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Lolín Martins-Crane (’88 BS)

Lolín Martins-Crane (’88 BS)

Lolín Martins-Crane, director of UTA’s new Career Development Center.

What does the opening of the new Career Development Center mean for UTA?

The center is an outward sign of all of the passion, dedication, commitment, and investment that UTA has around career development. It's an outward sign of how much career development is a cornerstone for UTA. I'm really excited to be part of it. I think it's going to allow us to raise expectations, goals, and aspirations and attract even more industries and businesses to look at UTA and partner with us. We'll gain internships and job opportunities for students and graduates, which is really what it's all about.

Can UTA alumni tap into the new Career Development Center and its services?

Absolutely. As an alumna myself, I was not aware for a long time that I was able to use so many of the services here at UTA, so that's one big thing we want alumni to know—that all the services available to our students are available to them as well. This is a very important group for UTA, and we want to ensure that alumni know the University continues to be a resource and support for them along with providing multiple opportunities to give back. For the center, that includes services and offerings like career transition counseling, participation in job fairs, help with social media such as LinkedIn, and all campus career development events. Alumni can access our services on the web at, or they can call us at 817-272-2932. We take calls all the time from students and alumni along with businesses and industries to figure out what the needs or gaps are and how we can service and fill those needs.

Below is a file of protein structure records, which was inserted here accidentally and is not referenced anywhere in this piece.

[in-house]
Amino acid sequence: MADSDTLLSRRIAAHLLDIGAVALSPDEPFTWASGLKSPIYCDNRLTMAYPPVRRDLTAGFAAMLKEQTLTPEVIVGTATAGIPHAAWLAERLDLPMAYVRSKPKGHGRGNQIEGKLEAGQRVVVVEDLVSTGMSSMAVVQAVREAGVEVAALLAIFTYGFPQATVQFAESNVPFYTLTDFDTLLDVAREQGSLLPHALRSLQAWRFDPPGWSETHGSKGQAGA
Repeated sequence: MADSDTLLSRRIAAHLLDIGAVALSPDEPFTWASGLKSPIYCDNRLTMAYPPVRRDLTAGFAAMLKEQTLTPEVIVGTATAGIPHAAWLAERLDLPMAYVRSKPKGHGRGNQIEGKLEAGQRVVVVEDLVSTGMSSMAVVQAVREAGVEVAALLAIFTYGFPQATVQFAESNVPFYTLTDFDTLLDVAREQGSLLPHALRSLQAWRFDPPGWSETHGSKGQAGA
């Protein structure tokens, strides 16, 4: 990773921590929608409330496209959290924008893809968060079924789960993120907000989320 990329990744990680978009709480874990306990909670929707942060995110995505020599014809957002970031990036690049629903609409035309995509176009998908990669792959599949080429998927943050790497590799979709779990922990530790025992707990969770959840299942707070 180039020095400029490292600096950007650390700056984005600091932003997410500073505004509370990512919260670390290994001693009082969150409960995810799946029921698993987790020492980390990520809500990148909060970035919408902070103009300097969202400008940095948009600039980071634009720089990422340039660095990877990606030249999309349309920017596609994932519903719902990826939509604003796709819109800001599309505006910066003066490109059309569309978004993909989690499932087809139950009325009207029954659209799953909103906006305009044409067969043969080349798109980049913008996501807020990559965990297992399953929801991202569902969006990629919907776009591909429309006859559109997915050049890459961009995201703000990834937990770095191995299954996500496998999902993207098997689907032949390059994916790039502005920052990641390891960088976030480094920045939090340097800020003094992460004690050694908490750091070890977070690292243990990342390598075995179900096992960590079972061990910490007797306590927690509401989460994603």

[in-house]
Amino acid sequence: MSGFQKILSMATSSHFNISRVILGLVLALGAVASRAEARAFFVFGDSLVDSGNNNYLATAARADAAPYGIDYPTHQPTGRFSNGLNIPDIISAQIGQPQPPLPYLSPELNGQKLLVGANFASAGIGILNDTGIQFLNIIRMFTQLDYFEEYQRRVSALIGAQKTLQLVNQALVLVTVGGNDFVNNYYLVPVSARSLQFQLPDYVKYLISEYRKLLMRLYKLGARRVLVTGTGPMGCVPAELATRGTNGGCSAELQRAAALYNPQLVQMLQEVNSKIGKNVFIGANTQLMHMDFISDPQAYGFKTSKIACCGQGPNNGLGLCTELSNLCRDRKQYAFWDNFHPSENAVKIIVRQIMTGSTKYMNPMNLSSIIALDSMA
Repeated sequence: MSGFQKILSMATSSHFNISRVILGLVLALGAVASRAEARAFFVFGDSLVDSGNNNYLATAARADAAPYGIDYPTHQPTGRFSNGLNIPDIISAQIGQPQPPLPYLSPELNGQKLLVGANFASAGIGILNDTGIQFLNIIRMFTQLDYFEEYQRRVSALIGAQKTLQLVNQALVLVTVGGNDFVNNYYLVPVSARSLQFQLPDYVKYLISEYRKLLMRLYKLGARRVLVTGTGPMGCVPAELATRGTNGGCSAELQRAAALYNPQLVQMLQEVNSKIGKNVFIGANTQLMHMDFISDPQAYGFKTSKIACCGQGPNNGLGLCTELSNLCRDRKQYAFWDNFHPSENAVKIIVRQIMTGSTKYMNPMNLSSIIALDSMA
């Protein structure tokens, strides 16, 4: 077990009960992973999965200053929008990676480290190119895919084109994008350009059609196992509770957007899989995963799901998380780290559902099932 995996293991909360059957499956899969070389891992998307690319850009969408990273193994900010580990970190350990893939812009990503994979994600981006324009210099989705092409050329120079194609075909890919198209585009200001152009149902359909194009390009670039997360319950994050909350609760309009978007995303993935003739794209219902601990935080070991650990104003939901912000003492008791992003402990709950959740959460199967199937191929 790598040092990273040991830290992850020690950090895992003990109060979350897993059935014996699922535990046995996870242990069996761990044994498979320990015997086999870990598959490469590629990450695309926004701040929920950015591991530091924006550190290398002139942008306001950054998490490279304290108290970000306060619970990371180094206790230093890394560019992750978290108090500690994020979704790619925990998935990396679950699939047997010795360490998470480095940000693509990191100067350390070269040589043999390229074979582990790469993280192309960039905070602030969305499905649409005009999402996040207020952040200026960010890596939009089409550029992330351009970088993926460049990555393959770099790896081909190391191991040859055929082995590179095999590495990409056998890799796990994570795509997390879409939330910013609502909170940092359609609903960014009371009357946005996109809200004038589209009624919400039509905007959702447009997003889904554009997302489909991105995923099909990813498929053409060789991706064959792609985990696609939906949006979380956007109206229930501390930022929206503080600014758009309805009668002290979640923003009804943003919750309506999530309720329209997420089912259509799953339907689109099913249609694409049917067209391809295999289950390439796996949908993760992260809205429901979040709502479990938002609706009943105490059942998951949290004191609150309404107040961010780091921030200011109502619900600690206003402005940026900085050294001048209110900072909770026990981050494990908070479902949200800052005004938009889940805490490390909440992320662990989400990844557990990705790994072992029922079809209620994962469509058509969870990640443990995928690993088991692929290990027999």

You mentioned career counseling. How can alumni benefit from those services?

What we're seeing is that alumni are coming back at around the five-year mark. They're asking "Is this really what I want to be doing?" So we offer consulting in that space. We're also seeing them around the 15-year mark. They've been in their industries a while and begin to think, "Do I want to do something else? Is it time to transition to the second part of my life?" We've got some very talented, very experienced consultants who do the holistic, one-on-one kind of counseling. Along with the usual resources like résumé critiques, our dedicated counselors can help them walk through life transitions in their careers.

Can you describe the mentoring opportunities available for alumni?

One of the biggest areas we’d like to focus on is that component of giving back for alumni who want to share their knowledge and abilities along with their own personal career journeys. The mentoring program is really exciting. It will be a huge bridge between students who are hungry for information about the real world and for asking alumni to provide guidance, counseling, and a reality check of what it’s really like out there.

What’s your personal story?

I am first-generation American. My mother is from Spain and my father is from Portugal. He actually taught at UTA for 25 years in the foreign language department, so I feel like I kind of grew up on the campus. My husband is also an alumnus and my son is a sophomore. I have two more children, and I hope they make the same wise choice to come to UTA. I’ve been in industry over 25 years in different industries and businesses, and I attribute a lot of my success with what I experienced at UTA. I had mentors, professors, a lot of folks that took the time to just help me through my thinking about what I wanted to become, what I wanted to be, and what path I should be on. I’m hoping to bring a lot of that back to UTA. And I’m also really hoping that as part of this role that that’s what I can give back. It’s a circular journey, but I feel like I’m home.


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